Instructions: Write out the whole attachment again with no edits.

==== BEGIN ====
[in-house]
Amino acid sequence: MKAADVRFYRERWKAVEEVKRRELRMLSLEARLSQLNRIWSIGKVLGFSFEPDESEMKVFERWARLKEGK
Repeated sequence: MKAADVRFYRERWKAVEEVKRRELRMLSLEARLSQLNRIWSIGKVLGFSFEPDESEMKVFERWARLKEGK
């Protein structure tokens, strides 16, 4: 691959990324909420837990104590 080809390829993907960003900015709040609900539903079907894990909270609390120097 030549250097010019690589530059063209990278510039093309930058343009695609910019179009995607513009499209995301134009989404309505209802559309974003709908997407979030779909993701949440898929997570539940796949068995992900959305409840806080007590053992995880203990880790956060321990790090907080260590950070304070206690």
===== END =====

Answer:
[in-house]
Amino acid sequence: MKAADVRFYRERWKAVEEVKRRELRMLSLEARLSQLNRIWSIGKVLGFSFEPDESEMKVFERWARLKEGK
Repeated sequence: MKAADVRFYRERWKAVEEVKRRELRMLSLEARLSQLNRIWSIGKVLGFSFEPDESEMKVFERWARLKEGK
């Protein structure tokens, strides 16, 4: 691959990324909420837990104590 080809390829993907960003900015709040609900539903079907894990909270609390120097 030549250097010019690589530059063209990278510039093309930058343009695609910019179009995607513009499209995301134009989404309505209802559309974003709908997407979030779909993701949440898929997570539940796949068995992900959305409840806080007590053992995880203990880790956060321990790090907080260590950070304070206690």